- My Initial Thoughts:
- This isn’t a book on the philosophy of Christianity, whereby the tenets of Christianity are investigated using the tools of analytic philosophy. Rather, it is a book for Christians – those who have (for whatever reason) – a prior and irrevocable belief in Christianity (the book would say “Christ”), and wish to “have their minds toughened up a bit”.
- I have no doubt there will be many useful spin-offs for the uncommitted, since Moreland and Craig are competent philosophers. But the intentions of the book must not be lost sight of (and no doubt the intentions will be “in your face” throughout).
- So, while the Christian doctrines will be up for discussion, there will never be any chance that one of them will be overthrown in an evangelical tome. The reader will be left with the impression that all avenues have been covered, but they will not have been.
- My main initial concern is that analytic philosophy is (to use Dennett’s1 expression concerning Evolution)2 the “universal acid”. It is – or ought to be – prior to any other discipline. It is not the hand-maiden of theology (or of science, for that matter), but asks questions more fundamental than any other disciplines (apart from its own sub-discipline of metaphilosophy3).
- So, while everyone comes to philosophy with lots of intellectual baggage, the tradition since Socrates has been that our prior beliefs are confused and are to be critiqued and initially thrown into further confusion before (hopefully) being sorted out by philosophical analysis. Everything is up for grabs.
- Hence, to use the techniques of the discipline to find better reasons to believe what you believed before “on instinct4” is – strictly speaking – an abuse of the discipline, even if most philosophers are tempted to follow this path. It is not pure philosophy, but applied philosophy (or a particular application of “philosophical methods5”).
- Anyway, we now proceed to a discussion of the actual text.
- Why Philosophy Matters (pp. 1-7)
- The Chapter starts with a long quotation from Charles Malik, speaking in 1980, to the effect that there are two tasks for evangelism saving the soul and saving the mind. Malik bemoans the (then) fact that Christians are too quick to “get on with the job” and don’t converse with the great minds of the past6. Nor were they (then) up to scratch when compared to contemporary secular intellectuals, so that the “evangelical mode of thinking” had no chance of becoming dominant in the universities.
- The authors broadly agree and ask the reader if he realises that Enlightenment naturalism and postmodern anti-realism are arrayed in an unholy alliance against a broadly theistic and specifically Christian worldview. This seems to misplace the debate. In the UK, at any rate, “the Christian worldview” is largely ignored rather than being engaged in “intellectual struggle”, and “Enlightenment naturalism” has more in common with Christianity than it does with postmodernism, so there’s no alliance between these two.
- The authors point out the importance of “the University” in shaping our culture and leaders.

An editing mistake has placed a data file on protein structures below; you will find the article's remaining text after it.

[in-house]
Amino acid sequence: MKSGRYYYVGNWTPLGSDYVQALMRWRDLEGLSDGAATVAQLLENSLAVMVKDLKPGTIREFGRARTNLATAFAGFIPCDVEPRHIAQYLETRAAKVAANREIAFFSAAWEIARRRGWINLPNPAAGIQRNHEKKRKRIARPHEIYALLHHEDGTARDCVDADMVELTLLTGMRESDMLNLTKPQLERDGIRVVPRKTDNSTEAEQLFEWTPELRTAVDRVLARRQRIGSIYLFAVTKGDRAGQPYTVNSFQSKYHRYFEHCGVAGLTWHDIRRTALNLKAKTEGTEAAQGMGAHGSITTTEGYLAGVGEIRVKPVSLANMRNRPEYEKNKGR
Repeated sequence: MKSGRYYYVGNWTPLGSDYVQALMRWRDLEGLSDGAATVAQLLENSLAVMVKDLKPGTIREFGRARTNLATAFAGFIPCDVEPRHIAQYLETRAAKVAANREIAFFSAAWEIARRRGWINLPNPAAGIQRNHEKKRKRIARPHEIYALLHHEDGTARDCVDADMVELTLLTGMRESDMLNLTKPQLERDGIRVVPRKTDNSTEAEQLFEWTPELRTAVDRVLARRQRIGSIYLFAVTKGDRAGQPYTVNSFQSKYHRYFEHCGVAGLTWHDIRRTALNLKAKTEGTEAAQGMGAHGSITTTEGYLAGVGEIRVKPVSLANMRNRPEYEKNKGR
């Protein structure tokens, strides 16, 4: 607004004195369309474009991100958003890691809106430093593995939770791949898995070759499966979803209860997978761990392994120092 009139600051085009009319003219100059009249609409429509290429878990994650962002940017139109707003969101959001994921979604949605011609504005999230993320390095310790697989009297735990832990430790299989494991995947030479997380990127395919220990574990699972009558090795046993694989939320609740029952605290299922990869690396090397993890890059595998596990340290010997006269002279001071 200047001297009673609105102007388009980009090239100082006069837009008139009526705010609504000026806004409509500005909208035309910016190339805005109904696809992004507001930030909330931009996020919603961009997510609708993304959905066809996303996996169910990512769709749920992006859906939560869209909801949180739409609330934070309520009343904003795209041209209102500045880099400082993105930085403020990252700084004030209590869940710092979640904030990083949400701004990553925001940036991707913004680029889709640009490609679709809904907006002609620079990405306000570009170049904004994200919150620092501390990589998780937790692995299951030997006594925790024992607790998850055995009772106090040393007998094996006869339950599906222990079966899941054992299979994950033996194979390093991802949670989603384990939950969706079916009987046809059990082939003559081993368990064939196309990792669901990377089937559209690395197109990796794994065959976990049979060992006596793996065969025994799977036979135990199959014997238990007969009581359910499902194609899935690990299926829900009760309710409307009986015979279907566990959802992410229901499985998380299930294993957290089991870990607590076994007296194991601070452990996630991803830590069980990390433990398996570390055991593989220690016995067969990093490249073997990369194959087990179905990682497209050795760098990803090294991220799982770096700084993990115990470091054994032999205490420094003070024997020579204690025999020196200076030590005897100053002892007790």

- Also, they point out that “the Gospel” is always delivered in a context, and in a secular society can seem as “freakish” as Hare Krishna, if it is not an “intellectually viable option”.
- The authors (correctly7) state that – since philosophy is foundational to every8 discipline at the University – it is the most strategic discipline to be influenced for Christ.
- The author’s note that there’s been a resurgence of Christian influence on – and representation within – Anglo-American9 philosophy departments since the 1960s. The rather pessimistic (but important – as a “call to arms” of naturalists) "Smith (Quentin) - The Metaphilosophy of Naturalism" is references. Skinner thinks a quarter to a third of A-A philosophy professors are theists, but our authors think this is probably optimistic. They also put a different spin on the figures. Smith thinks of this Christian enclave as “a last stronghold” of theistic representation in academia, while our authors think of it as a “beachhead”.
- An Invitation to Dialogue (p. 7)
- My Concluding Thoughts
Footnote 1: In "Dennett (Daniel) - Darwin's Dangerous Idea: Evolution and the Meanings of Life".
Footnote 3: See "Williamson (Timothy) - The Philosophy of Philosophy".
Footnote 4: To adapt the famous quotation from Bradley – “Metaphysics is the finding of bad reasons for what we believe upon instinct” (see Wikiquote: F. H. Bradley).
Footnote 5: By analogy with Mathematics.
Footnote 6: Malik would have the Christian spend years poring over Plato, Aristotle or Augustine.
- Actually, there are disputes amongst philosophers, and between philosophers of “X” and practitioners of “X”, as to whether “philosophy of X” is logically prior to, and normative for, “X”, or whether it is merely descriptive and clarificatory.
- See "Shapiro (Stewart) - What Is So Interesting about Mathematics (for a Philosopher?)", where X = Mathematics,
- and it is reported that the range of stances goes from “philosophy first” to “philosophy last, if at all”.
Footnote 9: I suspect there’s a greater Christian representation in US philosophy departments than in the UK.
- Actually, they claim – with the medievals – that theology is the “queen of the sciences”, but in theology’s absence philosophy will do as a regent.
- My view is that this is entirely wrong – pace Plantinga and his “reformed epistemology” – as is demonstrated by the philosophy of religion.
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- Blue: Text by me; © Theo Todman, 2020
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